Plus, the first IBWMW post

So, why don’t we talk about our sex lives?  

It’s not that women are protecting their husbands’ privacy.  Far from it.  Husbands and their ineptitude is a time-tested and well-loved topic at the playground.  But while a woman might go on for ten minutes about a husband’s failure to empty the dishwasher, she would never venture a similar anecdote about his undesirable penchant for trying to stimulate her by doggedly pushing a finger inside her.  (The finger thing, coincidentally, is the exact image that comes to my mind whenever politicians talk about trying to stimulate the economy.) 

Or it could be that there is really no precedent for talking about real married sex.  People are used to seeing portrayals about sex involving attractive young people whose stomachs haven’t yet begun to develop a disturbing likeness to one’s butt.  On TV shows, once the couple gets together, it’s over.  Sitcom marital sex generally consists of a randy husband trying to convince his reluctant wife to give it up.  (Sexual incompatibility=comedy gold!) If we had pictured Mike and Carol Brady having sex--and we most certainly did not--it definitely didn’t involve them making use of a two-pronged vibrator.  (Although if they did use one, I’m guessing it would be in harvest gold.)

But maybe the best answer is that our generation is a little, well, prudish about sex.  My personal theory is that sexual wildness fluctuates over time.  Wild, then prude, wild, prude, etc..  Wild flappers in the 1920, uptight women in girdles in the 1950s.  Free love in the late 1960s-early 70s, herpes in the 1980s.  The women of the 1850s?  Total sluts.     

As David Kamp put it in his Marie Claire essay  "The Un-Sexiest Generation Ever!"  “We were too young to sample the post-Pill, pre-AIDS bonanza that the boomers gab on and on about. And we're too old to experience the current era of casual hookups and Halloween nights in which even pre-med students dress like hookers.  We had honor and self-respect, yes, but maybe not . . . fun?” he writes.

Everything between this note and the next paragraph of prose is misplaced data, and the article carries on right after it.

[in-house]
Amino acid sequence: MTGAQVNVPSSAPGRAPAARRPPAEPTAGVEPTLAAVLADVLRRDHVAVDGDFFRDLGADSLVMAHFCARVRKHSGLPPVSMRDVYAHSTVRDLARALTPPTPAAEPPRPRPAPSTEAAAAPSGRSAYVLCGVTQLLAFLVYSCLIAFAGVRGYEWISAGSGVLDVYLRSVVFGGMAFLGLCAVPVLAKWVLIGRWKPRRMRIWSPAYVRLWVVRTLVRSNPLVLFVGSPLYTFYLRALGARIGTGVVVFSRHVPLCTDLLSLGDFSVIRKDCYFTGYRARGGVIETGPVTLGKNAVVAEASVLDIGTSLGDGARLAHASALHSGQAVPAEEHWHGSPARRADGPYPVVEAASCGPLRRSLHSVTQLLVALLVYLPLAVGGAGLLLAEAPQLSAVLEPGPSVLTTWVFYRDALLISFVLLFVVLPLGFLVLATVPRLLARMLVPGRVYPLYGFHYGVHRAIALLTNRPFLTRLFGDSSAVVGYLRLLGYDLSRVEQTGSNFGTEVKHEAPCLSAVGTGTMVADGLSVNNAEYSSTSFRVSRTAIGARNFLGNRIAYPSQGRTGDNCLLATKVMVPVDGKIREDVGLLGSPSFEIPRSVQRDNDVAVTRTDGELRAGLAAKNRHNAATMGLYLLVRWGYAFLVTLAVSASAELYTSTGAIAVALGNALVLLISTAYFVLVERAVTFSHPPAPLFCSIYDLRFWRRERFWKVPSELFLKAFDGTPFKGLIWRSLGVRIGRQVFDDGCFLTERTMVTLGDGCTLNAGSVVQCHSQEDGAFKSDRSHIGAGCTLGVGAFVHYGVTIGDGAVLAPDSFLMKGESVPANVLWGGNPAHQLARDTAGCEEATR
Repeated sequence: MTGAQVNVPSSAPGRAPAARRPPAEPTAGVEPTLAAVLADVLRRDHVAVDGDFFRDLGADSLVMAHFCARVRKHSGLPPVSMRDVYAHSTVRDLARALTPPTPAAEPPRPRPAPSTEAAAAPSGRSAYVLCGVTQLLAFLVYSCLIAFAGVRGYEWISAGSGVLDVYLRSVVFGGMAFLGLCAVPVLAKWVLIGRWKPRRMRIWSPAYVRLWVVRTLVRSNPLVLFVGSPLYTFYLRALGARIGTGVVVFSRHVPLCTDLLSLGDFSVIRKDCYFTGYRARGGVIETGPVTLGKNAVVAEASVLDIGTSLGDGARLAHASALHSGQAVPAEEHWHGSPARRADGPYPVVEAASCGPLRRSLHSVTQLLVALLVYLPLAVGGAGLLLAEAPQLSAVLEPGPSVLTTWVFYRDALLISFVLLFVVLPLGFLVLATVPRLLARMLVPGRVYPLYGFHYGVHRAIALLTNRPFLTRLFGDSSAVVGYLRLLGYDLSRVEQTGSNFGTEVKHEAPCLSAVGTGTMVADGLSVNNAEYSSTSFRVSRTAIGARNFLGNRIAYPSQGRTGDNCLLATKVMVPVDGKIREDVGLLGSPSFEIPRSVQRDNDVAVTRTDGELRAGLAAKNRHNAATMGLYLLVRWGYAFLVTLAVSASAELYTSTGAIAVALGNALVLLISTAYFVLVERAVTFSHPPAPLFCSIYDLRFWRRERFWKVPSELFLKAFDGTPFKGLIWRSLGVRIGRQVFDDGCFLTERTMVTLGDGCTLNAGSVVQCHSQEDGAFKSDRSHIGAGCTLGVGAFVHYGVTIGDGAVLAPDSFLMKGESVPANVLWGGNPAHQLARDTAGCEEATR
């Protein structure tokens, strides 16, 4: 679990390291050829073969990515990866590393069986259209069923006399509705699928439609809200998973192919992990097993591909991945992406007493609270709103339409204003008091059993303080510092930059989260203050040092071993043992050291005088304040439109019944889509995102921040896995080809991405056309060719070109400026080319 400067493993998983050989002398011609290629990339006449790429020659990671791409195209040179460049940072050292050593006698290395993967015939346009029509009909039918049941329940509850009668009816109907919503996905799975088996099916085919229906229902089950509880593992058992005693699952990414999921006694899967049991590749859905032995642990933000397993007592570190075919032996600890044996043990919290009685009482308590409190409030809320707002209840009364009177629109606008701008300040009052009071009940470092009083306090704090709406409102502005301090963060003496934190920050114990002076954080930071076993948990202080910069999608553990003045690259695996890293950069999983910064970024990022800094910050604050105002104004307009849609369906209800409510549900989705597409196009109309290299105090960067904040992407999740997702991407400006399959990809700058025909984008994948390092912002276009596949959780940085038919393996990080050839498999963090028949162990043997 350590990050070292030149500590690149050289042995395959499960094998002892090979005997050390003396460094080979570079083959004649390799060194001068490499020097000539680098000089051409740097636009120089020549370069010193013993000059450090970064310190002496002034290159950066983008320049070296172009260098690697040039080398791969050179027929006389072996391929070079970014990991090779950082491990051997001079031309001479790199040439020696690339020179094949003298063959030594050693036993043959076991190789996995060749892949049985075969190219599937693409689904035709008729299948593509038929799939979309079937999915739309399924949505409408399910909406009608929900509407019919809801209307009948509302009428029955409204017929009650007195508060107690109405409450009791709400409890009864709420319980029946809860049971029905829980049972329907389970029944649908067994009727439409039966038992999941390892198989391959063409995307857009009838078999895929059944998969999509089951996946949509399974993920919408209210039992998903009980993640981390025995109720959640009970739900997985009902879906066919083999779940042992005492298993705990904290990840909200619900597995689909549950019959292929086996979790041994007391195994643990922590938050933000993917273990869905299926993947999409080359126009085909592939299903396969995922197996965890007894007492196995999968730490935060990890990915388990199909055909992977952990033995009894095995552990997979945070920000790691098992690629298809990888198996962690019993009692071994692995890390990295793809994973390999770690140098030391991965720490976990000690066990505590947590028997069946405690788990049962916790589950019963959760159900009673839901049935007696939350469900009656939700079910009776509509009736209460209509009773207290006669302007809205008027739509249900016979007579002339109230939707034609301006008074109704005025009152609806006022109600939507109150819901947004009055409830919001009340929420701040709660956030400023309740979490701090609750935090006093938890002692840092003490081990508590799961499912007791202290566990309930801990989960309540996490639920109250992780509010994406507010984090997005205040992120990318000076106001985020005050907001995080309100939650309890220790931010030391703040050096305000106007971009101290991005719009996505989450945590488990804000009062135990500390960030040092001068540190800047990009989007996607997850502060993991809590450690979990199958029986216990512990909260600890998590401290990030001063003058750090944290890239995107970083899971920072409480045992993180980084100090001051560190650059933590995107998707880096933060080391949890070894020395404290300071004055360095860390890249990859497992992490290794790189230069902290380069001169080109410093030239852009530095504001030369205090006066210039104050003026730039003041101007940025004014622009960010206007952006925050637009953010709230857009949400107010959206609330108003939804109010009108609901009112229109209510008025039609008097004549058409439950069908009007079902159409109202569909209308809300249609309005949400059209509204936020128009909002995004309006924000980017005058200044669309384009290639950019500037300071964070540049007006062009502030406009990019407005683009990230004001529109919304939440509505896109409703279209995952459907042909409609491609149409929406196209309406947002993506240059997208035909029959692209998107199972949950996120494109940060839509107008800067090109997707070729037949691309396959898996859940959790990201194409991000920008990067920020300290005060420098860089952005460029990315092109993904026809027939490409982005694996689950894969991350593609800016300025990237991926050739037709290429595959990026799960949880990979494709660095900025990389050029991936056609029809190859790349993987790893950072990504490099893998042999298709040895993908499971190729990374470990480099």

Indeed.  Women who are in their 30s and 40s had the misfortune of being raised in this sexual drought.  Instead of pop culture touchstones like celebrity sex tapes, we had the vaguely asexual Janeane Garofalo making insightfully dry remarks.  Not exactly hot stuff.  For fashion, we had grunge, preppy and MC Hammer pants.  In high school, presumably our most fetching years, a foxy outfit might include pink wide wale cords, a turtleneck festooned with tiny frogs and brightly colored, yet practical duck shoes (which, by the way, have been proven by an intrepid team of scientists in Switzerland to be the exact mathematical opposite of fuck-me pumps.)    

All of us have strange holdover areas of prudery.  Personally, I try not to use the word “vagina” unless it’s completely unavoidable.  Sometimes, when I realize I am going to have to say the word, usually in some sort of educational context with my daughters, I have to work myself up to it, ala The Little Engine That Could.  “Yes, sweetie,” I say, brightly--probably too brightly.  “You are pointing to (I think I can, I think I can...) your vagina.”